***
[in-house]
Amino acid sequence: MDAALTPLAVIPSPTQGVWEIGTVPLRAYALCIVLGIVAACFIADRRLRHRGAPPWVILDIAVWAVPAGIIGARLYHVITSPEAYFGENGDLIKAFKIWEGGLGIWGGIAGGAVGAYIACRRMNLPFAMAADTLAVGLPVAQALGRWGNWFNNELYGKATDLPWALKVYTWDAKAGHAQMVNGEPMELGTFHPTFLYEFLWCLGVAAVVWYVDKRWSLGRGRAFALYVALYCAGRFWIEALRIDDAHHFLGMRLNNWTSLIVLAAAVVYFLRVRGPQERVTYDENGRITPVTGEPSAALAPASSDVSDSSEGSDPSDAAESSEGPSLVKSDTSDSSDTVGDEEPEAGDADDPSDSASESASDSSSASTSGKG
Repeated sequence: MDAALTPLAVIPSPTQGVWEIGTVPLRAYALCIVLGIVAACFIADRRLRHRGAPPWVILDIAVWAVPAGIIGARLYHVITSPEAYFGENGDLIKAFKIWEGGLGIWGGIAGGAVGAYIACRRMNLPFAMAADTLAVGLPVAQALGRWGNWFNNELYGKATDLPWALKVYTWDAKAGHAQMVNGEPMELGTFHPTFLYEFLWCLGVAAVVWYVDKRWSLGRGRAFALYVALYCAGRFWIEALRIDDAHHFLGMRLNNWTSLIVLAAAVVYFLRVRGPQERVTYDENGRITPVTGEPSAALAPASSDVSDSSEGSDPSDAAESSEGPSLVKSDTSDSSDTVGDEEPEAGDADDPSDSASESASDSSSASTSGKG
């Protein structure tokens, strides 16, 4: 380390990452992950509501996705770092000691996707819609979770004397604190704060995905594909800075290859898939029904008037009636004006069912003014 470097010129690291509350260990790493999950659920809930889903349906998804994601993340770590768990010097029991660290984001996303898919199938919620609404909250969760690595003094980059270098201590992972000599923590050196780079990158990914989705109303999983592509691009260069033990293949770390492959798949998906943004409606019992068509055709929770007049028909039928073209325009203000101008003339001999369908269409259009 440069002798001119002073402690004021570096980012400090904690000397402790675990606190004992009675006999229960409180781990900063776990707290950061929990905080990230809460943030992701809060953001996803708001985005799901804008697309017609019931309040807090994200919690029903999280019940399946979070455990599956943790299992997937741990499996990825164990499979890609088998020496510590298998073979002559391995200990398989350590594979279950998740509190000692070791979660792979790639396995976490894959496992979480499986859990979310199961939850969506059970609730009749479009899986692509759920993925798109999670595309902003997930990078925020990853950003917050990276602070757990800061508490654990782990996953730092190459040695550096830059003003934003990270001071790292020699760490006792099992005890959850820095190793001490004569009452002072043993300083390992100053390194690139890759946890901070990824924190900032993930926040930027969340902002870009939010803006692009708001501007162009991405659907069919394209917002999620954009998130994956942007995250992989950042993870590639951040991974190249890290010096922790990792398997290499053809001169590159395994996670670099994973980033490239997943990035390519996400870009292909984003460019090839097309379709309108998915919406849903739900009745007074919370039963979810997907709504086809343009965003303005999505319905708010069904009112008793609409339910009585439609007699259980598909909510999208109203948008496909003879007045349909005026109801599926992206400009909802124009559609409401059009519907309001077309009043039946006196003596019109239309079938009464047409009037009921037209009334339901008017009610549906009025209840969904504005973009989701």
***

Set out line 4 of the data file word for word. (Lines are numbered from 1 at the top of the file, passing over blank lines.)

């Protein structure tokens, strides 16, 4: 380390990452992950509501996705770092000691996707819609979770004397604190704060995905594909800075290859898939029904008037009636004006069912003014 470097010129690291509350260990790493999950659920809930889903349906998804994601993340770590768990010097029991660290984001996303898919199938919620609404909250969760690595003094980059270098201590992972000599923590050196780079990158990914989705109303999983592509691009260069033990293949770390492959798949998906943004409606019992068509055709929770007049028909039928073209325009203000101008003339001999369908269409259009 440069002798001119002073402690004021570096980012400090904690000397402790675990606190004992009675006999229960409180781990900063776990707290950061929990905080990230809460943030992701809060953001996803708001985005799901804008697309017609019931309040807090994200919690029903999280019940399946979070455990599956943790299992997937741990499996990825164990499979890609088998020496510590298998073979002559391995200990398989350590594979279950998740509190000692070791979660792979790639396995976490894959496992979480499986859990979310199961939850969506059970609730009749479009899986692509759920993925798109999670595309902003997930990078925020990853950003917050990276602070757990800061508490654990782990996953730092190459040695550096830059003003934003990270001071790292020699760490006792099992005890959850820095190793001490004569009452002072043993300083390992100053390194690139890759946890901070990824924190900032993930926040930027969340902002870009939010803006692009708001501007162009991405659907069919394209917002999620954009998130994956942007995250992989950042993870590639951040991974190249890290010096922790990792398997290499053809001169590159395994996670670099994973980033490239997943990035390519996400870009292909984003460019090839097309379709309108998915919406849903739900009745007074919370039963979810997907709504086809343009965003303005999505319905708010069904009112008793609409339910009585439609007699259980598909909510999208109203948008496909003879007045349909005026109801599926992206400009909802124009559609409401059009519907309001077309009043039946006196003596019109239309079938009464047409009037009921037209009334339901008017009610549906009025209840969904504005973009989701």